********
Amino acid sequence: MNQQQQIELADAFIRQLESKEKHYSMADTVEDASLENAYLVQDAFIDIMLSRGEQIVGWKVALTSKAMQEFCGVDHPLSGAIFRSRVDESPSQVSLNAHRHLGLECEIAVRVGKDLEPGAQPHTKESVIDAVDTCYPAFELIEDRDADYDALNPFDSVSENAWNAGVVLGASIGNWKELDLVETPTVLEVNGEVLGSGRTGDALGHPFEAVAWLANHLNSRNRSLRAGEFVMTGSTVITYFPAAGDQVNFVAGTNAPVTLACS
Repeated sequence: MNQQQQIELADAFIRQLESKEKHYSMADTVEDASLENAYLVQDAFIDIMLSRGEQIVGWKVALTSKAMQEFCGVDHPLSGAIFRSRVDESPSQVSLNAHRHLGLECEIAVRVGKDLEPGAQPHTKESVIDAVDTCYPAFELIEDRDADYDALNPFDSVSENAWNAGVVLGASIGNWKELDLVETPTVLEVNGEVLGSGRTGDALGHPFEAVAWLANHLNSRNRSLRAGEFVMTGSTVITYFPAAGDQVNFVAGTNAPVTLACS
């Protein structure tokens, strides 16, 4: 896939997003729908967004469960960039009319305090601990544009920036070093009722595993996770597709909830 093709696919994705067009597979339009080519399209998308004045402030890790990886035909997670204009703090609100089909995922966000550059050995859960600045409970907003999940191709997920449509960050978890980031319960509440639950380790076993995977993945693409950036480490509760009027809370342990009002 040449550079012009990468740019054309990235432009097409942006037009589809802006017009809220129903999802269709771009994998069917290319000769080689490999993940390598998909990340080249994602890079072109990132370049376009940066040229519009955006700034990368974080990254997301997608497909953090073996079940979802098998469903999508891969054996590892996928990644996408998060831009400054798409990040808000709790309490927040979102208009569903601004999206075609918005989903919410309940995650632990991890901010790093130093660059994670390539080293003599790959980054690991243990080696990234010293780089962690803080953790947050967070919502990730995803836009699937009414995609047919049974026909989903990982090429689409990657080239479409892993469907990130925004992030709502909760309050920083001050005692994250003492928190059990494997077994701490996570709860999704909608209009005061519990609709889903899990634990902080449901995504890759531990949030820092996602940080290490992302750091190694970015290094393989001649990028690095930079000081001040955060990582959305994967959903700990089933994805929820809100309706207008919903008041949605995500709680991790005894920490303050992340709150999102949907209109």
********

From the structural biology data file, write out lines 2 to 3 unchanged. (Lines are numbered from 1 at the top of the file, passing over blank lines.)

Repeated sequence: MNQQQQIELADAFIRQLESKEKHYSMADTVEDASLENAYLVQDAFIDIMLSRGEQIVGWKVALTSKAMQEFCGVDHPLSGAIFRSRVDESPSQVSLNAHRHLGLECEIAVRVGKDLEPGAQPHTKESVIDAVDTCYPAFELIEDRDADYDALNPFDSVSENAWNAGVVLGASIGNWKELDLVETPTVLEVNGEVLGSGRTGDALGHPFEAVAWLANHLNSRNRSLRAGEFVMTGSTVITYFPAAGDQVNFVAGTNAPVTLACS
């Protein structure tokens, strides 16, 4: 896939997003729908967004469960960039009319305090601990544009920036070093009722595993996770597709909830 093709696919994705067009597979339009080519399209998308004045402030890790990886035909997670204009703090609100089909995922966000550059050995859960600045409970907003999940191709997920449509960050978890980031319960509440639950380790076993995977993945693409950036480490509760009027809370342990009002 040449550079012009990468740019054309990235432009097409942006037009589809802006017009809220129903999802269709771009994998069917290319000769080689490999993940390598998909990340080249994602890079072109990132370049376009940066040229519009955006700034990368974080990254997301997608497909953090073996079940979802098998469903999508891969054996590892996928990644996408998060831009400054798409990040808000709790309490927040979102208009569903601004999206075609918005989903919410309940995650632990991890901010790093130093660059994670390539080293003599790959980054690991243990080696990234010293780089962690803080953790947050967070919502990730995803836009699937009414995609047919049974026909989903990982090429689409990657080239479409892993469907990130925004992030709502909760309050920083001050005692994250003492928190059990494997077994701490996570709860999704909608209009005061519990609709889903899990634990902080449901995504890759531990949030820092996602940080290490992302750091190694970015290094393989001649990028690095930079000081001040955060990582959305994967959903700990089933994805929820809100309706207008919903008041949605995500709680991790005894920490303050992340709150999102949907209109």